The study has some holes, however. For one, it didn't identify the 31 supplements that it examined. The researchers said only that they're the most popular supplements sold as pills on military bases with labels that indicate that they include either caffeine or herbal ingredients that include caffeine.
Of the 31 supplements, 20 listed caffeine on their labels. Of those 20, only nine correctly listed the amount, according to the researchers. Five listed amounts between 27 percent and 113 percent off from the actual amount.
Six products listed caffeine as an ingredient but didn't say how much. The researchers found that they had 210 to 310 milligrams per serving -- the same amount that is in two to three cups of coffee.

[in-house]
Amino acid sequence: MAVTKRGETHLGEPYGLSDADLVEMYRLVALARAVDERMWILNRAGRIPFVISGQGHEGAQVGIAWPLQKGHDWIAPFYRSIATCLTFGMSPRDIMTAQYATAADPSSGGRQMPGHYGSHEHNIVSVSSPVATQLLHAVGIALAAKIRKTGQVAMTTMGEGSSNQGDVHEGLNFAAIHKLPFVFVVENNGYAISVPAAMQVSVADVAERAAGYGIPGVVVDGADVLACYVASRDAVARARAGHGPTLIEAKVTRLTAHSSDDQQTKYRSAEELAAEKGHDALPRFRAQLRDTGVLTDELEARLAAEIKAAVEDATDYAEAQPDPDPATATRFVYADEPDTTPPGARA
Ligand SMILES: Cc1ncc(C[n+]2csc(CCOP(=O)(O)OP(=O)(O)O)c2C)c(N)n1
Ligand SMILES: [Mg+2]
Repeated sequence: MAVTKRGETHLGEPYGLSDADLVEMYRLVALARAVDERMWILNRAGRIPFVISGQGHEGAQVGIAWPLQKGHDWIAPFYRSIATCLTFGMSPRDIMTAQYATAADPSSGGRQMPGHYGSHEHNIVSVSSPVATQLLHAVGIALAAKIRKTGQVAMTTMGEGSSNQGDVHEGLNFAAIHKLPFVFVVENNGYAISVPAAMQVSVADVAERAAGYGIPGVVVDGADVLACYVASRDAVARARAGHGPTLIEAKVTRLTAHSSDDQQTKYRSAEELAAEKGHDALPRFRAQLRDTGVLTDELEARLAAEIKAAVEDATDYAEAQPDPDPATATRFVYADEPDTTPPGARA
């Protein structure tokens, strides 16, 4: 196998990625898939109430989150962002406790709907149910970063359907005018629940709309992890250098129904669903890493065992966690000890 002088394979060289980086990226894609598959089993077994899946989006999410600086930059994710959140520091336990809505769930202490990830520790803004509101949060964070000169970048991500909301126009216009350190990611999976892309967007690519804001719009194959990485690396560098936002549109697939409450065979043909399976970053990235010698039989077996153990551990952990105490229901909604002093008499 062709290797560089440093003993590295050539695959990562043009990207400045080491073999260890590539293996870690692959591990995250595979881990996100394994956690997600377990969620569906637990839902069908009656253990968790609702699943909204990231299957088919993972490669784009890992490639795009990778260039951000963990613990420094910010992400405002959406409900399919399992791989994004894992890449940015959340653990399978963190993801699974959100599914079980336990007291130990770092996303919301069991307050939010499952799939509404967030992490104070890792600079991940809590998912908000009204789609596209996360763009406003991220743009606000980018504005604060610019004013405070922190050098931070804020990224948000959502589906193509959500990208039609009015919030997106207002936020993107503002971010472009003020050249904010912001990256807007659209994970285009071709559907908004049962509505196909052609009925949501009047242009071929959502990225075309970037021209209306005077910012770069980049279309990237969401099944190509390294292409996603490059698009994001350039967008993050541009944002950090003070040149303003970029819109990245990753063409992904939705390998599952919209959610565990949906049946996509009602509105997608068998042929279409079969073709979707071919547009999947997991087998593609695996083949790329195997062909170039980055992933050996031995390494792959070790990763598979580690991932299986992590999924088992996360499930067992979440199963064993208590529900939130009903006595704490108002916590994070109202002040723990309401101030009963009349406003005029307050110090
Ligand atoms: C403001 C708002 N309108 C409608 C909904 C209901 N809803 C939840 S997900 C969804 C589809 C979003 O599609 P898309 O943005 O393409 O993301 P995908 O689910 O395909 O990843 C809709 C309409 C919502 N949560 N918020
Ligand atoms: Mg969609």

People often drink coffee or take energy supplements to become more alert, and Cohen said it's true that the caffeine in two to three cups of coffee can improve performance. But people lose the boost at about five cups, he said.
What to do? Higgins, the Texas cardiologist, said manufacturers need to be required to state properly how much caffeine is in supplements, and the amounts need to be independently verified.
Another expert said that giving consumers consistent, accurate information could benefit their health.
"If consumers had a better idea about how much caffeine they were getting from various sources -- from energy drinks and supplements -- they would count it up. They would take notice and realize that they may be overdoing it," said pharmacist Philip Gregory, editor of the Natural Medicines Comprehensive Database.
The study appeared in the Jan. 7 issue of the journal JAMA Internal Medicine.
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